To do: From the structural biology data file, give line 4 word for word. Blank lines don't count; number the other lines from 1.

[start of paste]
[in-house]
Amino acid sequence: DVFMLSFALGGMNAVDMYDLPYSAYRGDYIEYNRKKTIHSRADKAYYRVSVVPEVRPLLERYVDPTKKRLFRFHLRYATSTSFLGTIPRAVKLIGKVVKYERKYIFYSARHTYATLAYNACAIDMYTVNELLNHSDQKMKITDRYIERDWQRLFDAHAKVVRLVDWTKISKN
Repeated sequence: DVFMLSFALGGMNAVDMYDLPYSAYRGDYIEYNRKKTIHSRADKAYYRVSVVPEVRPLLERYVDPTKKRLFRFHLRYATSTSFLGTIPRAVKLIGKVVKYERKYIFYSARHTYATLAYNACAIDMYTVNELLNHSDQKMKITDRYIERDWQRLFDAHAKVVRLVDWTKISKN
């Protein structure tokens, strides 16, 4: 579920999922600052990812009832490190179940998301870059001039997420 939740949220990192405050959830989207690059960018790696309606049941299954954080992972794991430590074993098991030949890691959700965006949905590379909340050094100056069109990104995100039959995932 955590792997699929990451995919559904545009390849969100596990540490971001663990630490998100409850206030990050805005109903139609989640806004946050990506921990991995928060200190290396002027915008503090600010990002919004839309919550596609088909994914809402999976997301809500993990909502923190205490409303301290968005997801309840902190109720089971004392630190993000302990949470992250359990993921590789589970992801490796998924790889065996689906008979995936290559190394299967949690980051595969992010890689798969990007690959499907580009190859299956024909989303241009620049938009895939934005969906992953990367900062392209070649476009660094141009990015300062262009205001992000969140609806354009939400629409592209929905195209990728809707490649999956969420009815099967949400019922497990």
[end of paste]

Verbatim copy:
């Protein structure tokens, strides 16, 4: 579920999922600052990812009832490190179940998301870059001039997420 939740949220990192405050959830989207690059960018790696309606049941299954954080992972794991430590074993098991030949890691959700965006949905590379909340050094100056069109990104995100039959995932 955590792997699929990451995919559904545009390849969100596990540490971001663990630490998100409850206030990050805005109903139609989640806004946050990506921990991995928060200190290396002027915008503090600010990002919004839309919550596609088909994914809402999976997301809500993990909502923190205490409303301290968005997801309840902190109720089971004392630190993000302990949470992250359990993921590789589970992801490796998924790889065996689906008979995936290559190394299967949690980051595969992010890689798969990007690959499907580009190859299956024909989303241009620049938009895939934005969906992953990367900062392209070649476009660094141009990015300062262009205001992000969140609806354009939400629409592209929905195209990728809707490649999956969420009815099967949400019922497990």